The Wyoming legislature on Thursday passed a bill that would allow the state board of education to consider the Next Generation Science Standards, which acknowledge man-made climate change.
The bill, which now heads to Gov. Matt Mead’s (R) desk, reverses the legislature’s budget amendment in 2014 that blocked the board from adopting the standards. Wyoming lawmakers originally opposed the standards because they acknowledge climate change and may have limited state control over education standards.
Before the state House and Senate agreed on a bill allowing the state school board to consider the Next Generation Science Standards and create standards that “promote excellence,” the legislature debated whether the science standards must be “unique” to the state.
Sen. Eli Bebou (R) added an amendment to the Senate version of the bill that would have required the state Board of Education to develop “science standards that are unique to Wyoming.” The House rejected the amendment, and the two chambers eventually agreed on the bill that passed on Thursday.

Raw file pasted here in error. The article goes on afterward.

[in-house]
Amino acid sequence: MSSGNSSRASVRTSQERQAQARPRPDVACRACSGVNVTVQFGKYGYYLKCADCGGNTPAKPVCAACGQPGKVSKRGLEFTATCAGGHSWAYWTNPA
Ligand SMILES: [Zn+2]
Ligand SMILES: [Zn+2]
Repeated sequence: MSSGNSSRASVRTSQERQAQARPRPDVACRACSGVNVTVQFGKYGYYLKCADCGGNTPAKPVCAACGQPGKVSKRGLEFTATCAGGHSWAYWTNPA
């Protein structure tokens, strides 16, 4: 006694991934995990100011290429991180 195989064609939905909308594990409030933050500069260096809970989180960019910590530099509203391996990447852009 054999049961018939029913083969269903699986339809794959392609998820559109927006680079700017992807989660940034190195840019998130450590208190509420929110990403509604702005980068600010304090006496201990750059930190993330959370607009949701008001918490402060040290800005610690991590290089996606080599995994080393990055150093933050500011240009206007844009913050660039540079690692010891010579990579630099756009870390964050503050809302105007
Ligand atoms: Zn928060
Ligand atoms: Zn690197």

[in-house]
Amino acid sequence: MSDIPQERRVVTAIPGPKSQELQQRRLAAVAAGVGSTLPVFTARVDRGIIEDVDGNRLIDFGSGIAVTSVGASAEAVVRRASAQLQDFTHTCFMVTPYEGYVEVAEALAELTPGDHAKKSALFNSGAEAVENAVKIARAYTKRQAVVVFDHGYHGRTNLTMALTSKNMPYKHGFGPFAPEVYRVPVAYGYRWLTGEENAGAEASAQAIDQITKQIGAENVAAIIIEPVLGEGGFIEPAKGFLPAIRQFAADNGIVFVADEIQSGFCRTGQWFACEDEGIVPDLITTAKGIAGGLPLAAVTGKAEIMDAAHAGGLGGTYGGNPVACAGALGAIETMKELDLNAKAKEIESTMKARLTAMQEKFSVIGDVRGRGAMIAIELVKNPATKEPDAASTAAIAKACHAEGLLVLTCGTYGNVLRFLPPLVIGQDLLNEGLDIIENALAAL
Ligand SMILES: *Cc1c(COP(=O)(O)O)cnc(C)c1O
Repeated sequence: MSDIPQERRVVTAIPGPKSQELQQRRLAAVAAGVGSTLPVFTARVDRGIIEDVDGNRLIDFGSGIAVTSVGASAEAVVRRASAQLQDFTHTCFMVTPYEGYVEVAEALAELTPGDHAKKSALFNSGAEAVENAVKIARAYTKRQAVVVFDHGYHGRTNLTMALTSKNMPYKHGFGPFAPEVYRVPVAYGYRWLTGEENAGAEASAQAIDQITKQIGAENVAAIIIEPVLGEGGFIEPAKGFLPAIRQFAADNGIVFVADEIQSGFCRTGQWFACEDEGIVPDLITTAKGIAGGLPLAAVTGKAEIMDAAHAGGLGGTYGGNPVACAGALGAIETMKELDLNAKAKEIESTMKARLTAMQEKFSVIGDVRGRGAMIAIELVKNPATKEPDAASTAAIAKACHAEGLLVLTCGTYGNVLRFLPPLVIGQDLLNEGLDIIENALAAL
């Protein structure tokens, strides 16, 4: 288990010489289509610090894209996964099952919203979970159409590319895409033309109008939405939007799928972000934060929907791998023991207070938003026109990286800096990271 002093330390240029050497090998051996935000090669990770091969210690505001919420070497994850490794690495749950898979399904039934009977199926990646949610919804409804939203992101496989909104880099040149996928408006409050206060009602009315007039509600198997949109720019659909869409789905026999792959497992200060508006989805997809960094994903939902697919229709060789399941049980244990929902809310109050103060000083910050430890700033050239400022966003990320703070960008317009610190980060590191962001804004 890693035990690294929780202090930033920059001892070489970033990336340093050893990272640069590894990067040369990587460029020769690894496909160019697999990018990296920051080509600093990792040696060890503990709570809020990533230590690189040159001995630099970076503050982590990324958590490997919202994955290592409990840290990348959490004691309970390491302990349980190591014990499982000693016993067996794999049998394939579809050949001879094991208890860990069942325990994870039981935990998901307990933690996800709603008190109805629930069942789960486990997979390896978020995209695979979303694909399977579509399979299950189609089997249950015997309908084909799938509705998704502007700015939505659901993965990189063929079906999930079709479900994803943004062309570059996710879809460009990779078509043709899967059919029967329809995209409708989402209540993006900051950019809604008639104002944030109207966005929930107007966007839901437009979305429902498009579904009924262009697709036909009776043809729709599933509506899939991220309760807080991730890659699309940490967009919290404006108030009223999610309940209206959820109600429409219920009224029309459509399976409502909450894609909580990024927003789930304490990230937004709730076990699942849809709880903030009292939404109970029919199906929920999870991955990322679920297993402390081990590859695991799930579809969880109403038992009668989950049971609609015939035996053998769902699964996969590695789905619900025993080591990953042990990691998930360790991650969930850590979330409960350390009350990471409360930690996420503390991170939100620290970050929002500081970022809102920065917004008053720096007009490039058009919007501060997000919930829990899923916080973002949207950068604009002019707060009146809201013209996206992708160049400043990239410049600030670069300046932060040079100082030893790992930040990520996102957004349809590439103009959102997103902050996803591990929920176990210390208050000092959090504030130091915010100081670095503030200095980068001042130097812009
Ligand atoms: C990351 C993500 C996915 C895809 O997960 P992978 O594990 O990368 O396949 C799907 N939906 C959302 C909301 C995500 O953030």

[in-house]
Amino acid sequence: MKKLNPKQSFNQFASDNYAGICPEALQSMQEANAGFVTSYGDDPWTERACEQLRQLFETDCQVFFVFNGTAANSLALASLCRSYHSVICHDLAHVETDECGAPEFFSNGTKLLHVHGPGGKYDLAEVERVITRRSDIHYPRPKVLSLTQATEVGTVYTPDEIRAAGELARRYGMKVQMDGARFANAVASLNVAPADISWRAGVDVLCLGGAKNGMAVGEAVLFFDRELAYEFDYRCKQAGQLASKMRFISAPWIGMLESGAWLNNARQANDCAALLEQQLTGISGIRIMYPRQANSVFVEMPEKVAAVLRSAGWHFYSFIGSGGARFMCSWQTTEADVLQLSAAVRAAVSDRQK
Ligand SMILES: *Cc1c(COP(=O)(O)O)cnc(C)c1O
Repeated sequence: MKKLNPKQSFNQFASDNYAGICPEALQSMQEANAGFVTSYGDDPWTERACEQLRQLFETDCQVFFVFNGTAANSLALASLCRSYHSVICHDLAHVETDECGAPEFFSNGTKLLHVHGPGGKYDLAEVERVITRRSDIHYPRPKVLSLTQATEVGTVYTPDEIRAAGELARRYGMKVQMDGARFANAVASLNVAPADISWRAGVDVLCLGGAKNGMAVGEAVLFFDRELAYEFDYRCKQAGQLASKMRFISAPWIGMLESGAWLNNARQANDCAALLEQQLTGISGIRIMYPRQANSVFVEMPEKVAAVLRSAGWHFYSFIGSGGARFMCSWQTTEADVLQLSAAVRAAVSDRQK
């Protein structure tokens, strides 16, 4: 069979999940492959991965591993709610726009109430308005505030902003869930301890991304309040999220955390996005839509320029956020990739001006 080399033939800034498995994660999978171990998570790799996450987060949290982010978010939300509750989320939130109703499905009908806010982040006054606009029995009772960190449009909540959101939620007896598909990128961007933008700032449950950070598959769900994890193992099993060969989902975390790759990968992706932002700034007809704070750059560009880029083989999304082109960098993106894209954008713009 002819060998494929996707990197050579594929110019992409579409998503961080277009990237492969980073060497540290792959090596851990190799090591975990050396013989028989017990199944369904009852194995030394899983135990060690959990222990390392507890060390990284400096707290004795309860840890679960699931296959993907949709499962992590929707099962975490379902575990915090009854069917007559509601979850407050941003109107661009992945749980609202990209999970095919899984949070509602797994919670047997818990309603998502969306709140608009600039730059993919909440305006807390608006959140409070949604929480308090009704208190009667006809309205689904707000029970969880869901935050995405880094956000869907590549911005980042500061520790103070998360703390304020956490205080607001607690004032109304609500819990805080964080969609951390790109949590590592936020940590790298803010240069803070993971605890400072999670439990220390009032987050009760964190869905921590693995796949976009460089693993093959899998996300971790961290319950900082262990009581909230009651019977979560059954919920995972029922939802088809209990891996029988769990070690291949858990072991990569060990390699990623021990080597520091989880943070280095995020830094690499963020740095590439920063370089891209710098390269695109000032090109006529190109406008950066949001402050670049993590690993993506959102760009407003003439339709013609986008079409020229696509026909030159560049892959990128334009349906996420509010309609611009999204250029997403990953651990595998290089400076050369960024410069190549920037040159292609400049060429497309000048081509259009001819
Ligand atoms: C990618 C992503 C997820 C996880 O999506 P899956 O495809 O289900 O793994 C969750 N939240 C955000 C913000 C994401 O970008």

Education groups and the state Board of Education support the Next Generation Science Standards.
“The board wishes that they would have all standards available to the committee for review so there would be no limit on what could be considered or adopted,” Paige Fenton-Hughes, the Wyoming Board of Education coordinator, told the Casper Star Tribune. “We want the best science standards for kids, regardless of whoever develops them or wherever they come from.”
If the board approves the standards, Wyoming will become the fourteenth state to adopt them. The Utah Board of Education recently put approval of the Next Generation Standards on hold due to concerns over climate change and local input. West Virginia approved the standards last year, but originally included edits to the standards that cast doubt on the science behind climate change. In January, the board removed the language from the standards that questioned global warming.